Daylight bloomed as we journeyed 15 minutes or so away from the ship, stopping when we reached somewhere around S15° 30′ 06.4″ E145° 47′ 16.7″ (though who knows, such is the magic of Steve’s Bommie, it may well have moved).
We pulled on our masks and fins and though I brimmed with familiar pre-dive adrenaline, this was in a more pleasant vein. I’ve said before that diving is tricky because as soon as you do two, it’s usually time to go home after which you don’t dive for another six months, quickly falling out of practice. This time, however, I had spent six days on the ship, diving with Colin nearly every day and was therefore familiar with my gear, weighted perfectly, and generally calm and confident.
We rolled into the water and descended with no ado. Immediately, we noted the incredible visibility. At Steve’s Bommie, it regularly reaches 30m, a welcome fact given that I had to stop at 18m while the others, all certified beyond my Open Water Diver level, descended a further six metres to observe a turtle.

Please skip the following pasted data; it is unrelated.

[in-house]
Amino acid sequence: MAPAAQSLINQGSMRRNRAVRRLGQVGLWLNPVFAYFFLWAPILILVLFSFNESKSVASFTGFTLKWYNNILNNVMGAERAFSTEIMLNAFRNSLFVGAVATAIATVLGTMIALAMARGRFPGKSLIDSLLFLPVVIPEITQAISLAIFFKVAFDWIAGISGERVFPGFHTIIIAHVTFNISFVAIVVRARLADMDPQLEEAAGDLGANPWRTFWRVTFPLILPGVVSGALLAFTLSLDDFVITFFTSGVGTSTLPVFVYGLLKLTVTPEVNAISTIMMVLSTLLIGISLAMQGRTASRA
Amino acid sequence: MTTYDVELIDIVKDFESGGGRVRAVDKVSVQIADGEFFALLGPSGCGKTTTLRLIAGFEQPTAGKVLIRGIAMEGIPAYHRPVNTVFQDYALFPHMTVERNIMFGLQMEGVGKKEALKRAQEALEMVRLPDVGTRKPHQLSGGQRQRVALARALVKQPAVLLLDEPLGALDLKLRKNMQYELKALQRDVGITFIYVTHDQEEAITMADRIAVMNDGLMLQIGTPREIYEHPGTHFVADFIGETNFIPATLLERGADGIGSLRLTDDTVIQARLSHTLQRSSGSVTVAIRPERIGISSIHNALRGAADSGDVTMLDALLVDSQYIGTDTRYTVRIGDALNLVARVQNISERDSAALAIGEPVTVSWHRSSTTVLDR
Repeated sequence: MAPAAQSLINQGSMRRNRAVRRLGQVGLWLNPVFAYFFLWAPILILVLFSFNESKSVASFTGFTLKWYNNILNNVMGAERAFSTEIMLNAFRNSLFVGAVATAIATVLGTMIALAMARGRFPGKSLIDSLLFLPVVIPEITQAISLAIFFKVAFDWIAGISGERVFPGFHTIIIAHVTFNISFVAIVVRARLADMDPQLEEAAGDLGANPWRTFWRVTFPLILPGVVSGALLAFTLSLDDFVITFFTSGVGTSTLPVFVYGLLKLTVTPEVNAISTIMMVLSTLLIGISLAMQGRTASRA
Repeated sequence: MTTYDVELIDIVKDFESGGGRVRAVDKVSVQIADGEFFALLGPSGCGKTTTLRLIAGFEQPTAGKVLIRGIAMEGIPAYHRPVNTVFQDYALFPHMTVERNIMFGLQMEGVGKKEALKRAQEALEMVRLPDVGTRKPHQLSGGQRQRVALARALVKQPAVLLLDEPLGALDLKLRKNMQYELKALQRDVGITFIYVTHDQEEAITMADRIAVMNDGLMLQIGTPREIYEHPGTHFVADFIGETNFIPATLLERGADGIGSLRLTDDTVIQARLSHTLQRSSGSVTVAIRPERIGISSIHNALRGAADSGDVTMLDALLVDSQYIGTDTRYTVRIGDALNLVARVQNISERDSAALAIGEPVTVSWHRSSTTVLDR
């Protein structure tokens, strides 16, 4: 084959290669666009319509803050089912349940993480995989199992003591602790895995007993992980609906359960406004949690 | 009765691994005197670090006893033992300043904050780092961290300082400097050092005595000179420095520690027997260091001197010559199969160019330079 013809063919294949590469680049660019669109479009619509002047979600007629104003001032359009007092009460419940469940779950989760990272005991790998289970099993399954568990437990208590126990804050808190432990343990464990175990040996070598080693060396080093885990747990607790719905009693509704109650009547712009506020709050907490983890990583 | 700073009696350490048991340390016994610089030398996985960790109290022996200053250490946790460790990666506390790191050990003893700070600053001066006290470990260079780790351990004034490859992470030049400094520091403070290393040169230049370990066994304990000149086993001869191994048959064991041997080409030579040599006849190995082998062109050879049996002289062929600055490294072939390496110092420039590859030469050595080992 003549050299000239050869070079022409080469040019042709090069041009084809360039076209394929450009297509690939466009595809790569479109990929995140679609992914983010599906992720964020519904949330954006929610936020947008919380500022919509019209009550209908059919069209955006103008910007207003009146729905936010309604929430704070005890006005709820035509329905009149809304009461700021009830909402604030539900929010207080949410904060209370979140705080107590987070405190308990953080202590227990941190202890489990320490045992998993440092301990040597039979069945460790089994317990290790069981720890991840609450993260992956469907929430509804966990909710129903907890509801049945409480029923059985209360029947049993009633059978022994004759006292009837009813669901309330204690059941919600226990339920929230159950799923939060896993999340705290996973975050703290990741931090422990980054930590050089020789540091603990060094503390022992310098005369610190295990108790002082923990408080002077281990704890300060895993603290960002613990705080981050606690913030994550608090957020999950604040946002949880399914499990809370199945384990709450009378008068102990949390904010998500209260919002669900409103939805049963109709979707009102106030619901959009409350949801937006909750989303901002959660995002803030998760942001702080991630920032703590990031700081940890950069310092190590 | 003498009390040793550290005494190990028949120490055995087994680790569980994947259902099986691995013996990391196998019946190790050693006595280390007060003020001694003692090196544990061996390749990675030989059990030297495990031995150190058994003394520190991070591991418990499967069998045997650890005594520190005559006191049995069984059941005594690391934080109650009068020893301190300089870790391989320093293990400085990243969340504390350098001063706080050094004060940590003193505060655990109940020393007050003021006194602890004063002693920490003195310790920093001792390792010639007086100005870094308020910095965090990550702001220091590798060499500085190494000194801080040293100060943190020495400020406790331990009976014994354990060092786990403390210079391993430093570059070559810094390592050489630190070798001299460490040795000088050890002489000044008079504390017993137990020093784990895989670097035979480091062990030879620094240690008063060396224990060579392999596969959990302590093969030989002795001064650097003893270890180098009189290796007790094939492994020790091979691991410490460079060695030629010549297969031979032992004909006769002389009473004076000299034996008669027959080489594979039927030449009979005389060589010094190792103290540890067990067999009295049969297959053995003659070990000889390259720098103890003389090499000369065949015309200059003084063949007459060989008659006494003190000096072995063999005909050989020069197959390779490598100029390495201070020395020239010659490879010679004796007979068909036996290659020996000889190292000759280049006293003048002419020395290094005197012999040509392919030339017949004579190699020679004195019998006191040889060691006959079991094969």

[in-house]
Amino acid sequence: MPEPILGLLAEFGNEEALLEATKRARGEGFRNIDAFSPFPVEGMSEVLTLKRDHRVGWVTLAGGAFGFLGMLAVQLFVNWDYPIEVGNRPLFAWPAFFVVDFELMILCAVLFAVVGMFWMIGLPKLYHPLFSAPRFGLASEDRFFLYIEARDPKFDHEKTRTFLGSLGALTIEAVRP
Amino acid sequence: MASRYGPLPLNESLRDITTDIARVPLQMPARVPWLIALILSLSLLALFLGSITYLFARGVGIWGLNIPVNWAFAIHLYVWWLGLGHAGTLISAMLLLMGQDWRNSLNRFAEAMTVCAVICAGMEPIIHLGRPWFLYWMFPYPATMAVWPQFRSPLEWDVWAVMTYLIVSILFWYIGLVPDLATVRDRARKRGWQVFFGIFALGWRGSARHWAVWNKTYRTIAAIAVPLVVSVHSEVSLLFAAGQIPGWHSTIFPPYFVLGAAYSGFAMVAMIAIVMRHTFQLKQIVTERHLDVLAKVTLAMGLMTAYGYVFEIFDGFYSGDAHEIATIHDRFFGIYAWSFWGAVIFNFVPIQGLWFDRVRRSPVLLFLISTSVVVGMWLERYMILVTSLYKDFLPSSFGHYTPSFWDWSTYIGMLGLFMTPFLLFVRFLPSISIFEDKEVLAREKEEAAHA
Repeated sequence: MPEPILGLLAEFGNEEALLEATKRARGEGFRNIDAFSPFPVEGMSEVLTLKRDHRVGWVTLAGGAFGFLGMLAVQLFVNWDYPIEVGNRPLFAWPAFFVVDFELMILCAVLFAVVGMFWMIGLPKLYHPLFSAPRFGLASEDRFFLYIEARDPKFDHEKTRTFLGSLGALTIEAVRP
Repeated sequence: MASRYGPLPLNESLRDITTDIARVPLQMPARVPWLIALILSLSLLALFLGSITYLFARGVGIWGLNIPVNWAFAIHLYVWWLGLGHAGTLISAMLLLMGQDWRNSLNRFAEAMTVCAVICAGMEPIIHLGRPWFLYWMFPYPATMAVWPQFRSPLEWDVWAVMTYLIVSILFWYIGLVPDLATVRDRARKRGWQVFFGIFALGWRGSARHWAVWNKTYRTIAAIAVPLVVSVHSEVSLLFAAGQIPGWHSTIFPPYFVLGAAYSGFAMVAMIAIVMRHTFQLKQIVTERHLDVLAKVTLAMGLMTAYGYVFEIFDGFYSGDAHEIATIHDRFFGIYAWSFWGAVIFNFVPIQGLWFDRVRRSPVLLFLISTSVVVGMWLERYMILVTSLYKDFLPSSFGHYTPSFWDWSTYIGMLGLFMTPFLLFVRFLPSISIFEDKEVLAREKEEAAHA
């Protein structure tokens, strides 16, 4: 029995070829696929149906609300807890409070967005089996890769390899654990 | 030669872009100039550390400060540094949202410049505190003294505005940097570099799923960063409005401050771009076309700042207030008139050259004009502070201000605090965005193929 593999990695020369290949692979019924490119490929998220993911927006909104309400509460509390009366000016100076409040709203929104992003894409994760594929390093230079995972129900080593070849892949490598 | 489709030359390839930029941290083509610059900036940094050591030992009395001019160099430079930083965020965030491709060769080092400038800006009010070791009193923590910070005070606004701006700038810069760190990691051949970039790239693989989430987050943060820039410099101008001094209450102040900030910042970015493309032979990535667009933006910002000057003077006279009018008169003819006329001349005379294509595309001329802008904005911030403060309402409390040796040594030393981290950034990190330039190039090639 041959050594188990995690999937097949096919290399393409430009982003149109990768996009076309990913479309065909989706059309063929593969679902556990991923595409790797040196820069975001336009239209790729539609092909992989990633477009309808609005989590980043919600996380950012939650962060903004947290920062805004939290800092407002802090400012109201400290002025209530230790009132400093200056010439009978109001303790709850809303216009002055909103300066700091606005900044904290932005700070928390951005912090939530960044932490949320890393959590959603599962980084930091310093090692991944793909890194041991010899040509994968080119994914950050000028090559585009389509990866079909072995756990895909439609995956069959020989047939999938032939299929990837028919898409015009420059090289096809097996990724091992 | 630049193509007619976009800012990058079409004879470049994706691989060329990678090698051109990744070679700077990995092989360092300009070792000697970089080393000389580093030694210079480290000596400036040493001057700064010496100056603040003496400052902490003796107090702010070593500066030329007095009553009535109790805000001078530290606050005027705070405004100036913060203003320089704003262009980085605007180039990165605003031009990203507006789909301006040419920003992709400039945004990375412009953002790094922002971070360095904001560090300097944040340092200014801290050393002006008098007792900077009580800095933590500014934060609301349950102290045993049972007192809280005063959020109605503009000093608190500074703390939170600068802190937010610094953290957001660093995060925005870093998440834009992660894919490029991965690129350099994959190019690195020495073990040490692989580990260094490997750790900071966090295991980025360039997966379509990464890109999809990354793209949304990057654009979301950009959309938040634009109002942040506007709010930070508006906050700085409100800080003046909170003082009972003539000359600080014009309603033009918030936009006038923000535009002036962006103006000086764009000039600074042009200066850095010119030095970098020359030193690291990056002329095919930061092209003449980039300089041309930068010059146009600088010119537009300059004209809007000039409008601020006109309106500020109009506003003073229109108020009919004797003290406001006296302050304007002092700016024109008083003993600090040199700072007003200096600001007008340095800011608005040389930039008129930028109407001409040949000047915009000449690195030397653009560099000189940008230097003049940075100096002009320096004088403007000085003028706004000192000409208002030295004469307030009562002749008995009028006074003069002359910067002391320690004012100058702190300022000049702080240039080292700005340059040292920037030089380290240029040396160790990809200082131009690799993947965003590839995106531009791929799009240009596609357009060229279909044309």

I found myself at a loss, for Steve’s Bommie was like nothing I’d ever seen. Diving in the Galápagos was more surreal and, on cold reflection, pips Steve’s Bommie to the best dive I’ve ever done, but the colour and variety in the Great Barrier Reef was simply unrivalled.
Steve’s Bommie teems with life. We watched it dance and play and cry and sway all over the walls of the pinnacle. Clownfish of bursting orange curled in the tentacles of fat-fingered anemone next to schools of yellow snapper and anthias of a Disney purple hue.